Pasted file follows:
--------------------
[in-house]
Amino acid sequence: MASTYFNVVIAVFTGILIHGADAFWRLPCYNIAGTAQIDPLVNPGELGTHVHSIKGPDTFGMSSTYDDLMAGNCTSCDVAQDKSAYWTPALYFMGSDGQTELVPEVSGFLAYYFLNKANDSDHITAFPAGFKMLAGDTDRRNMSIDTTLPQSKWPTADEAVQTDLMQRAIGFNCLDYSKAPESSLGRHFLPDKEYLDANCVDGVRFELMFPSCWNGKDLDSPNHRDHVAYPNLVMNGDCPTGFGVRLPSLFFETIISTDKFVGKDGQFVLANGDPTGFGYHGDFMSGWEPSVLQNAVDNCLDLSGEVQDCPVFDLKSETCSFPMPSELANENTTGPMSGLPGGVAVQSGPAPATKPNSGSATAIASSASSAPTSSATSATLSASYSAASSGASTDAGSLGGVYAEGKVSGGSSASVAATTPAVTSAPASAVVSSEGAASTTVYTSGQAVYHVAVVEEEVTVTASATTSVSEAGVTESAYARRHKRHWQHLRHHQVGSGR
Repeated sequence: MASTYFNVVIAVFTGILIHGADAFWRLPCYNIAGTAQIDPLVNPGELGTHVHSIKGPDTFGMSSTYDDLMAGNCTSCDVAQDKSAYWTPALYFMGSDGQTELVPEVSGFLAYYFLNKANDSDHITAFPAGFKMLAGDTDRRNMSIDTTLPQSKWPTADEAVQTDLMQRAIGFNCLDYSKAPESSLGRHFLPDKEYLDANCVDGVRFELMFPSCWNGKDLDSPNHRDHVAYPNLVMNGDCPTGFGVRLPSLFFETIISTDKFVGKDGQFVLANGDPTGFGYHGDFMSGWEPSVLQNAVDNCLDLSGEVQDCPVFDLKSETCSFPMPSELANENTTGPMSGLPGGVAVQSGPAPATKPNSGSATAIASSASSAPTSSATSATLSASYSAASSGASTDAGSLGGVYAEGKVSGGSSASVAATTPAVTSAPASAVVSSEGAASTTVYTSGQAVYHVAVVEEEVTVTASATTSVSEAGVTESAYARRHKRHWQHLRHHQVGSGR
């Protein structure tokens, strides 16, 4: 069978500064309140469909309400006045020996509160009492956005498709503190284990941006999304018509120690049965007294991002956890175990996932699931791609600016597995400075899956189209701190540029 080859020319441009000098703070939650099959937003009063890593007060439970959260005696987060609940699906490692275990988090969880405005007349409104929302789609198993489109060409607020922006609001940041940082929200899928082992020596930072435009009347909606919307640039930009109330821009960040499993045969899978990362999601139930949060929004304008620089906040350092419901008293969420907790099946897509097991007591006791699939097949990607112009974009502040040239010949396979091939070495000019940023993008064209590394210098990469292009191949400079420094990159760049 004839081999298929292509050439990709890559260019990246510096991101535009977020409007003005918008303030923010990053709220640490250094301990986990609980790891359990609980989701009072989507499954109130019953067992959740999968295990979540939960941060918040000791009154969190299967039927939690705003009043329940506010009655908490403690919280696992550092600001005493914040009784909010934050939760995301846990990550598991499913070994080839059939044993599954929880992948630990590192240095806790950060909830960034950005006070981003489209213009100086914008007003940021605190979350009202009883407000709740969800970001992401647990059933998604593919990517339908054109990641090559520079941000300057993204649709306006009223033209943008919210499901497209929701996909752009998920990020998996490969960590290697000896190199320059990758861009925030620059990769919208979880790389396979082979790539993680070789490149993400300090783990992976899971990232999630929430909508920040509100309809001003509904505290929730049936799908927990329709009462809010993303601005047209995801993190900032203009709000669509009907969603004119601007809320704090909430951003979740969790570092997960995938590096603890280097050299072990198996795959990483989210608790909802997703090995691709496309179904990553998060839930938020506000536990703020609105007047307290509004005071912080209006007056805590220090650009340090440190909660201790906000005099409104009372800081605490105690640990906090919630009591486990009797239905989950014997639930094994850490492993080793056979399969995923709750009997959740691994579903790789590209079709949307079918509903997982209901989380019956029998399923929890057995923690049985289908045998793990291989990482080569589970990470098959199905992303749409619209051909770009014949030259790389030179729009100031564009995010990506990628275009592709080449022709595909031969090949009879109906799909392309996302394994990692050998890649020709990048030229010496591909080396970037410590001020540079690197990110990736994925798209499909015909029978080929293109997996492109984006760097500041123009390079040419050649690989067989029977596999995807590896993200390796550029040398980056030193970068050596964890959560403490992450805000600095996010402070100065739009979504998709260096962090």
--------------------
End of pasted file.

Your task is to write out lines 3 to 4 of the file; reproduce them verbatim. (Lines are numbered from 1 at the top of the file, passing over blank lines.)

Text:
Repeated sequence: MASTYFNVVIAVFTGILIHGADAFWRLPCYNIAGTAQIDPLVNPGELGTHVHSIKGPDTFGMSSTYDDLMAGNCTSCDVAQDKSAYWTPALYFMGSDGQTELVPEVSGFLAYYFLNKANDSDHITAFPAGFKMLAGDTDRRNMSIDTTLPQSKWPTADEAVQTDLMQRAIGFNCLDYSKAPESSLGRHFLPDKEYLDANCVDGVRFELMFPSCWNGKDLDSPNHRDHVAYPNLVMNGDCPTGFGVRLPSLFFETIISTDKFVGKDGQFVLANGDPTGFGYHGDFMSGWEPSVLQNAVDNCLDLSGEVQDCPVFDLKSETCSFPMPSELANENTTGPMSGLPGGVAVQSGPAPATKPNSGSATAIASSASSAPTSSATSATLSASYSAASSGASTDAGSLGGVYAEGKVSGGSSASVAATTPAVTSAPASAVVSSEGAASTTVYTSGQAVYHVAVVEEEVTVTASATTSVSEAGVTESAYARRHKRHWQHLRHHQVGSGR
């Protein structure tokens, strides 16, 4: 069978500064309140469909309400006045020996509160009492956005498709503190284990941006999304018509120690049965007294991002956890175990996932699931791609600016597995400075899956189209701190540029 080859020319441009000098703070939650099959937003009063890593007060439970959260005696987060609940699906490692275990988090969880405005007349409104929302789609198993489109060409607020922006609001940041940082929200899928082992020596930072435009009347909606919307640039930009109330821009960040499993045969899978990362999601139930949060929004304008620089906040350092419901008293969420907790099946897509097991007591006791699939097949990607112009974009502040040239010949396979091939070495000019940023993008064209590394210098990469292009191949400079420094990159760049 004839081999298929292509050439990709890559260019990246510096991101535009977020409007003005918008303030923010990053709220640490250094301990986990609980790891359990609980989701009072989507499954109130019953067992959740999968295990979540939960941060918040000791009154969190299967039927939690705003009043329940506010009655908490403690919280696992550092600001005493914040009784909010934050939760995301846990990550598991499913070994080839059939044993599954929880992948630990590192240095806790950060909830960034950005006070981003489209213009100086914008007003940021605190979350009202009883407000709740969800970001992401647990059933998604593919990517339908054109990641090559520079941000300057993204649709306006009223033209943008919210499901497209929701996909752009998920990020998996490969960590290697000896190199320059990758861009925030620059990769919208979880790389396979082979790539993680070789490149993400300090783990992976899971990232999630929430909508920040509100309809001003509904505290929730049936799908927990329709009462809010993303601005047209995801993190900032203009709000669509009907969603004119601007809320704090909430951003979740969790570092997960995938590096603890280097050299072990198996795959990483989210608790909802997703090995691709496309179904990553998060839930938020506000536990703020609105007047307290509004005071912080209006007056805590220090650009340090440190909660201790906000005099409104009372800081605490105690640990906090919630009591486990009797239905989950014997639930094994850490492993080793056979399969995923709750009997959740691994579903790789590209079709949307079918509903997982209901989380019956029998399923929890057995923690049985289908045998793990291989990482080569589970990470098959199905992303749409619209051909770009014949030259790389030179729009100031564009995010990506990628275009592709080449022709595909031969090949009879109906799909392309996302394994990692050998890649020709990048030229010496591909080396970037410590001020540079690197990110990736994925798209499909015909029978080929293109997996492109984006760097500041123009390079040419050649690989067989029977596999995807590896993200390796550029040398980056030193970068050596964890959560403490992450805000600095996010402070100065739009979504998709260096962090």